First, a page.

Irish Lace: "I did believe, rowley, for a long time. Eventually, having become, by increasing degrees unimpressed by the "power of God" I actually began questioning the concept. What rocked my world was my recognition that it wasn't I who was irrational because I couldn't make any sense of it; it was the concept that was irrational. When I looked for some indication that the concept was in any way valid, I simply couldn't find one except my own wish that it were. Eventually, I realized I really did NOT wish that; I just thought I was supposed to."

Rowley: I respect your opinion and how you came by it. My experience was quite the opposite and I'm quite content to accept that intelligent folks can come to different conclusions. I'll explain why I believe and defend that explanation but I don't expect you to value what I alone experienced.

Irish Lace: "That you could read that round-and-round description of circular reasoning that I wrote and declare "Eureka! Yes-that's correct" is further evidence that belief in magical beings who control the universe is irrational."

Rowley: LOL - A bit of light relief on my part but at least you saw the funny side.

In reply to an earlier post on Jul 15, 2012 1:05:51 PM PDT
T.R. says:
The platypus.

In reply to an earlier post on Jul 15, 2012 1:42:37 PM PDT
Last edited by the author on Jul 15, 2012 1:53:10 PM PDT
"No, Fingers, _science_ is a process for finding out how the real world works."

No, Lace, "science" is a method of work that you can use for anything from changing a light bulb to fixing a carburetor to launching a moon probe. It doesn't have to be for something as grandiose as "finding out how the world works" if it's even possible to do that.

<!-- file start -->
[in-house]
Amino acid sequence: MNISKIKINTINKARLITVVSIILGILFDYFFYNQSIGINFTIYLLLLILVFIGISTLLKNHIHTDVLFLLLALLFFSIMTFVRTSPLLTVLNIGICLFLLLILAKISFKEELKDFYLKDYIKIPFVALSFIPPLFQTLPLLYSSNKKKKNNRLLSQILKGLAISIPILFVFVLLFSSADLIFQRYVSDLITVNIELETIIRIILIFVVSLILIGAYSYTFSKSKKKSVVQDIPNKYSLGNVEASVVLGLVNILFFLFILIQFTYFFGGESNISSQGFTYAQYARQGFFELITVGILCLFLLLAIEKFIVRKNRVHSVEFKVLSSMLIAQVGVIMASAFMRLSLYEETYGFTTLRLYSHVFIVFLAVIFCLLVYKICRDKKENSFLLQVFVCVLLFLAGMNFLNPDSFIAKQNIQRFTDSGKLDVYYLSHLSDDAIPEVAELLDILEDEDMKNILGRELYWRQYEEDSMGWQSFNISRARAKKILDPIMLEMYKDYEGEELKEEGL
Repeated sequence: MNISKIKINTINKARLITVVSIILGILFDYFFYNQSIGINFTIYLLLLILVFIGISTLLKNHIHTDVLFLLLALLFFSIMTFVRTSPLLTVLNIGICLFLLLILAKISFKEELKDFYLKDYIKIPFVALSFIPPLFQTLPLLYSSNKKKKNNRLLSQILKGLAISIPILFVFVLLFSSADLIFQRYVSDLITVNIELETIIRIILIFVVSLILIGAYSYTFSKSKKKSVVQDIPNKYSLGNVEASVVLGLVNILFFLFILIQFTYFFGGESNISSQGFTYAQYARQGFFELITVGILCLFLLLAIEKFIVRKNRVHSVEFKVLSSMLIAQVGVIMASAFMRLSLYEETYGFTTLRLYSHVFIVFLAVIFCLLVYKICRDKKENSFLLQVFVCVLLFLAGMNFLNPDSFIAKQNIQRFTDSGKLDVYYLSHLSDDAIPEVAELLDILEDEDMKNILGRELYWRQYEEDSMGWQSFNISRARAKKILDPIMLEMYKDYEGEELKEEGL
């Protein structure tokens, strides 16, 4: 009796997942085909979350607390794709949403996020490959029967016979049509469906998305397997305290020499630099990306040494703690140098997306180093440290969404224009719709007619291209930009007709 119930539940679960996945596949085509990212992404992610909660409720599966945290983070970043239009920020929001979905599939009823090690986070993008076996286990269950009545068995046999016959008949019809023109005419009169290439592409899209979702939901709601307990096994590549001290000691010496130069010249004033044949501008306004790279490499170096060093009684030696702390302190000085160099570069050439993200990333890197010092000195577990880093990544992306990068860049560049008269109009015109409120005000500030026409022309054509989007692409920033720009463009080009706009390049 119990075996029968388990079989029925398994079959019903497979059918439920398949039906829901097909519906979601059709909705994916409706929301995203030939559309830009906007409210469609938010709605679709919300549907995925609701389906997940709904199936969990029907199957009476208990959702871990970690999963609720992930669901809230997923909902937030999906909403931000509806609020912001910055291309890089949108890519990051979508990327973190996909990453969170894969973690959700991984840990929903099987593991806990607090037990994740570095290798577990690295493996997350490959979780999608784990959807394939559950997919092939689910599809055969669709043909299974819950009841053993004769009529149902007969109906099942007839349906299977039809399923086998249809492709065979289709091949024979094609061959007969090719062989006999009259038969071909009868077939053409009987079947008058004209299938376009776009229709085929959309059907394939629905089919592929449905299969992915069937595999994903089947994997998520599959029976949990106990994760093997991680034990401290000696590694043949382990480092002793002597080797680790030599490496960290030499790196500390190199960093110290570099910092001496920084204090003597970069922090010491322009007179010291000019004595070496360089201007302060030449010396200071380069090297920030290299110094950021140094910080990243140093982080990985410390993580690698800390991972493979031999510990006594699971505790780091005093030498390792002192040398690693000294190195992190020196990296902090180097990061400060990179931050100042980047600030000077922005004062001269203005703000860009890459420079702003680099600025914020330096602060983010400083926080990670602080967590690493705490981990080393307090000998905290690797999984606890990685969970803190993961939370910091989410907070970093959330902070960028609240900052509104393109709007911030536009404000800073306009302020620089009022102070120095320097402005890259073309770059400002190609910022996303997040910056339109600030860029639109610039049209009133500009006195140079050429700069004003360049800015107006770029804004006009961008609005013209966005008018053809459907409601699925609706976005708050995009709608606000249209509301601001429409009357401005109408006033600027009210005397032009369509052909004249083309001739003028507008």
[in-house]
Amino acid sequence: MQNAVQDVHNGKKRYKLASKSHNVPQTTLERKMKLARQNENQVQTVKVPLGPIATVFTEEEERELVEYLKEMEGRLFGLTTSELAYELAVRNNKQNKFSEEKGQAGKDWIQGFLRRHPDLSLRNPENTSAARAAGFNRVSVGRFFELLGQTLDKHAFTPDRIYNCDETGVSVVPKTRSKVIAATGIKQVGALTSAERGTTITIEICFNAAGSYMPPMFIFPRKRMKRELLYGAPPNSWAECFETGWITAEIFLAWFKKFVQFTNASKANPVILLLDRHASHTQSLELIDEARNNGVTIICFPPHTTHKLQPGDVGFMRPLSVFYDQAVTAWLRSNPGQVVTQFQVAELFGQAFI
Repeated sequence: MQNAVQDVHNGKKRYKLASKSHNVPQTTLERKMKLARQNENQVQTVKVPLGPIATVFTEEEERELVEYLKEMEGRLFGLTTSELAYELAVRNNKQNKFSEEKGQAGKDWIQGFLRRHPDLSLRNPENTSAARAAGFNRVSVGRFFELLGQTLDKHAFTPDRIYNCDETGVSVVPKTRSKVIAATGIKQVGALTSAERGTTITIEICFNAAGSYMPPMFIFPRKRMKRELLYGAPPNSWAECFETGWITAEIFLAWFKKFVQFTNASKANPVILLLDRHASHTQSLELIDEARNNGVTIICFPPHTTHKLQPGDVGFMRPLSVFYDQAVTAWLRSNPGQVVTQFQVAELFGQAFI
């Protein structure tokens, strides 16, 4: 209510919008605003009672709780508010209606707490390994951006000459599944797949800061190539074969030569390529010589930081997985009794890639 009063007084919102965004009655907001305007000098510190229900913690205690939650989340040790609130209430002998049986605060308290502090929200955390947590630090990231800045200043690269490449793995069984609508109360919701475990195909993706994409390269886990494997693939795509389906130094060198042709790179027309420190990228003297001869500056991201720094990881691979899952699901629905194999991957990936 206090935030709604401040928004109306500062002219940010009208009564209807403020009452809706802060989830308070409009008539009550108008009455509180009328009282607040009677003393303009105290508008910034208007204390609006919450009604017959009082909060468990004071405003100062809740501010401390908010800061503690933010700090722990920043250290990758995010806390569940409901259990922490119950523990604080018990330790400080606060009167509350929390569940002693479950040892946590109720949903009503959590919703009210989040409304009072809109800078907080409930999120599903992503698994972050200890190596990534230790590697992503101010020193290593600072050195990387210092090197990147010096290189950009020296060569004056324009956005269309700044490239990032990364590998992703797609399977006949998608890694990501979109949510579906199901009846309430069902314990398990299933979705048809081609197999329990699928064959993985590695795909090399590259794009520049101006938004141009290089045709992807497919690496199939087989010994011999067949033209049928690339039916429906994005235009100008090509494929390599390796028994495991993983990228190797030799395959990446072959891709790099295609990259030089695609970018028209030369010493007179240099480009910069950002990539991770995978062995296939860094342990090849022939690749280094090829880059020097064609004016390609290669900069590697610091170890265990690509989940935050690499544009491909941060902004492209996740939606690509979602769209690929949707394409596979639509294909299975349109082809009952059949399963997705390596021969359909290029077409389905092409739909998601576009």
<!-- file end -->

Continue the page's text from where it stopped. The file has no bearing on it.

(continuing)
Wikipedia:

"A construct in the philosophy of science is an ideal object, where the existence of the thing may be said to depend upon a subject's mind."

Construct.

"In a scientific theory, particularly within psychology, a hypothetical construct is an explanatory variable which is not directly observable."

"Science" is a construct. The "laws of nature" are constructs. The idea that science and the laws of nature are constructs is a construct.

Posted on Jul 15, 2012 3:08:59 PM PDT
Hey y'all! Just letting everyone know that I haven't left the party--I'm preparing to go out of town for a couple of days, but I'm keeping up with this thread on the sidelines. The discussion just gets more and more fascinating, and both sides are making excellent points. I can't wait to jump back in when I have a little extra time, which will hopefully be soon (maybe on some down time on my trip tonight or tomorrow!); I still have my reply to Saunders, plus comments on everything that's being said in the interim.

In reply to an earlier post on Jul 15, 2012 3:10:21 PM PDT
rowley32256 says:
Bon voyage and safe travels!

In reply to an earlier post on Jul 15, 2012 5:56:09 PM PDT
Bohemian Man says:
JP say's "Creation of man. Next question".

Did you mean the creation of primates?

In reply to an earlier post on Jul 15, 2012 6:04:03 PM PDT
Bohemian Man says:
Jim says: "love is a miracle, life is a miracle, you and I are miracles. Go up to a high place and look around you and you will see miracles".

WOW! I never thought of that Jim! Thank you.

Let me add a few more...

1) Hurricane Katrina
2) Cancer patients at Childrens Hospital
3) Starving people on the African deserts

All we need to do is "look around" to see the miracles of God.

In reply to an earlier post on Jul 15, 2012 6:23:24 PM PDT
Bubba says:
The Platypus is a bizarre creature, it is not a miracle.

In reply to an earlier post on Jul 15, 2012 6:26:38 PM PDT
Bohemian Man says:
Thanks Bubba,

I wasn't in the mood to even TRY to answer that one. (:

In reply to an earlier post on Jul 15, 2012 6:41:29 PM PDT
Bubba says:
The Platypus is very interesting animal. Among its other attributes it has electroreceptors located on its bill to detect insect larvae, worms or other freshwater insects while underwater. The male Platypus has venomous spurs on both hind legs, that are able to kill a small dog or cause excruciating pain in humans.

In reply to an earlier post on Jul 15, 2012 7:24:42 PM PDT
Re JP, 7-15 11:41 AM, responding to request for instance of a miracle: "Creation of man." Sorry, that does not qualify: you have not shown (and CANNOT show) that any sort of god was necessarily involved -- or, indeed, involved at all.
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Discussion in:  Christianity forum
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Initial post:  Jun 12, 2012